Technology Listings

Surgical Kit for Treating Age-Related Macular Degeneration (AMD)


Instruments for surgical treatment of age-related macular degeneration (AMD).

Key Benefits
  • Surgical procedure provides a less costly, curative alternative to expensive drug therapeutics that usually only prevent or slow disease progression.
  • One time surgical treatment applicable to both wet and dry AMD.
  • Specialized instruments allow for precise manipulation of delicate optic tissue during the surgical procedure.
Technical Summary

AMD is the leading cause of blindness in people over the age of 50. There are two forms of AMD, wet and dry. Both result in deterioration of the retinal tissues and progressive, irreversible blindness. With wet AMD, new blood vessels form resulting in leakage in the diseased area. With dry AMD, more gradual tissue degradation occurs and can result in formation of drusen. Unfortunately, patients with dry AMD, which is the most common form of AMD, are not candidates for currently available drug-based therapies. These drugs are targeted to mechanisms specific to wet AMD. In addition, these therapies are costly, requiring multiple treatments over extended periods of time. Furthermore, drug-based therapies usually only prevent or slow progression of the disease as opposed to restoring lost vision.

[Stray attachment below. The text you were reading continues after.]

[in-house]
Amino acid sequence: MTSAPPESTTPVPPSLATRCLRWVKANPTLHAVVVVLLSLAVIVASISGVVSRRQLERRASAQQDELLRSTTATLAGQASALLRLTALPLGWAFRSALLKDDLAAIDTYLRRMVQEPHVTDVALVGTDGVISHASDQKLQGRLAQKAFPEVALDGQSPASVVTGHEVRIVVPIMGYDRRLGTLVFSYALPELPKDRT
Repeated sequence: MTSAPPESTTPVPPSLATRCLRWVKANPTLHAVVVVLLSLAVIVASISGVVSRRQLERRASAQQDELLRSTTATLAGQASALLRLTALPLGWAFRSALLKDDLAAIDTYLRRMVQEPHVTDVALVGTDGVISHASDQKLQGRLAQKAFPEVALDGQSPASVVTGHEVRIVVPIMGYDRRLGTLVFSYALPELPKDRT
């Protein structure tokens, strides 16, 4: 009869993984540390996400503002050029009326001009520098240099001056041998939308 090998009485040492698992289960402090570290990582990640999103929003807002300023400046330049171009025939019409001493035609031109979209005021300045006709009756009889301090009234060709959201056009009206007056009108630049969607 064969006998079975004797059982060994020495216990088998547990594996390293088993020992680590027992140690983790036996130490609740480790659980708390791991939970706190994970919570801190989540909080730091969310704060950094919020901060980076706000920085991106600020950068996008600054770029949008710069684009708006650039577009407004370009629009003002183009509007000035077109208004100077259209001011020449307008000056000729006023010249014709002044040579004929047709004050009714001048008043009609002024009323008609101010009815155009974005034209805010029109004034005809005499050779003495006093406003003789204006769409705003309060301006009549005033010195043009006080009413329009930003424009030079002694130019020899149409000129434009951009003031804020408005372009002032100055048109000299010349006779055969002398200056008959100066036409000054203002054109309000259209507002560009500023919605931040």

Surgical transplantation of an AMD patient's own healthy tissue from outside their central visual field has been shown to restore AMD-related vision loss. Although the feasibility of this approach has been tested successfully in humans, the procedure has not been widely adopted, in part due to surgical trauma and lack of specialized tools to perform the surgery. Dr. Timothy Olsen and colleagues have developed new instruments to facilitate this procedure.  The instruments are designed to support delicate optical tissue during transplantation, thereby protecting tissue integrity and allowing the surgeon to manipulate the optical tissue with ease. The use of these tools to perform this procedure will likely result in improved outcomes, more reproducible surgeries, and reduced surgical trauma.

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Developmental Stage
  • Instrument prototypes have been developed and are being tested in animals.
  • Animal and human studies support the feasibility of this surgical procedure.

Joussen et al. (2006) American Journal of Ophthalmology, 142: 17-30.
Joussen et al. (2007)  Ophthalmology, 114: 551-560.

Patent Information
App Type Country Serial No. Patent No. File Date Issued Date Expire Date
Utility(parent) United States 11/502,603 9/8/2006    
Nationalized PCT - Foreign EP 10833971.4   11/24/2010   11/24/2030
Nationalized PCT - United States United States 13/511,690 9,539,082 5/24/2012 1/10/2017 7/15/2031
Continuation United States 15/388,378 12/22/2016    
Tech ID: NCS.04
Published: 6/6/2013
Medical Device

Hyeon (Sean) Kim
Licensing Associate
Emory University

Arthur Erdman
Paul Loftness
Timothy Olsen
David Rosen
Shreyes Melkote
George Koruthu Mathai

Sensory Organs/Ophthalmology